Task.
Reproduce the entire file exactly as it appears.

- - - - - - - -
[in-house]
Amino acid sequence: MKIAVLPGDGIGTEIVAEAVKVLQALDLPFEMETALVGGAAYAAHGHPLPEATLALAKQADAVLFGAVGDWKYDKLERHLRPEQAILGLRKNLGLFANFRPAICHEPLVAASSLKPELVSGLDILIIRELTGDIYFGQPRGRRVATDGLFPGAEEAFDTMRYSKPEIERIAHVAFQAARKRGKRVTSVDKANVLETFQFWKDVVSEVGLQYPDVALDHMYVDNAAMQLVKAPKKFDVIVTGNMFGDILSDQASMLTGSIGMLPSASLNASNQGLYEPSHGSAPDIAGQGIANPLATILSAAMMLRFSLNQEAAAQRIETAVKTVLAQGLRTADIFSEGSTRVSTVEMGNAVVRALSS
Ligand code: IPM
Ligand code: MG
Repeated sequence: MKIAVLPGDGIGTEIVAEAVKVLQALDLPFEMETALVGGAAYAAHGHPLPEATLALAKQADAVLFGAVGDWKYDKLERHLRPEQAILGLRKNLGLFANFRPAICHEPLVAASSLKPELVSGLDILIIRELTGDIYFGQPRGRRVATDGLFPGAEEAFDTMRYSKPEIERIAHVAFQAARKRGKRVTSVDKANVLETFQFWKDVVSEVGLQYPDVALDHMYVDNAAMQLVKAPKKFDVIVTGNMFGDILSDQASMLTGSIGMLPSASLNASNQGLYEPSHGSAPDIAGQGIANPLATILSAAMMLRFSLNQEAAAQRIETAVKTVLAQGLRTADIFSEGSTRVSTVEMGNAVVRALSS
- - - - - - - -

[in-house]
Amino acid sequence: MKIAVLPGDGIGTEIVAEAVKVLQALDLPFEMETALVGGAAYAAHGHPLPEATLALAKQADAVLFGAVGDWKYDKLERHLRPEQAILGLRKNLGLFANFRPAICHEPLVAASSLKPELVSGLDILIIRELTGDIYFGQPRGRRVATDGLFPGAEEAFDTMRYSKPEIERIAHVAFQAARKRGKRVTSVDKANVLETFQFWKDVVSEVGLQYPDVALDHMYVDNAAMQLVKAPKKFDVIVTGNMFGDILSDQASMLTGSIGMLPSASLNASNQGLYEPSHGSAPDIAGQGIANPLATILSAAMMLRFSLNQEAAAQRIETAVKTVLAQGLRTADIFSEGSTRVSTVEMGNAVVRALSS
Ligand code: IPM
Ligand code: MG
Repeated sequence: MKIAVLPGDGIGTEIVAEAVKVLQALDLPFEMETALVGGAAYAAHGHPLPEATLALAKQADAVLFGAVGDWKYDKLERHLRPEQAILGLRKNLGLFANFRPAICHEPLVAASSLKPELVSGLDILIIRELTGDIYFGQPRGRRVATDGLFPGAEEAFDTMRYSKPEIERIAHVAFQAARKRGKRVTSVDKANVLETFQFWKDVVSEVGLQYPDVALDHMYVDNAAMQLVKAPKKFDVIVTGNMFGDILSDQASMLTGSIGMLPSASLNASNQGLYEPSHGSAPDIAGQGIANPLATILSAAMMLRFSLNQEAAAQRIETAVKTVLAQGLRTADIFSEGSTRVSTVEMGNAVVRALSS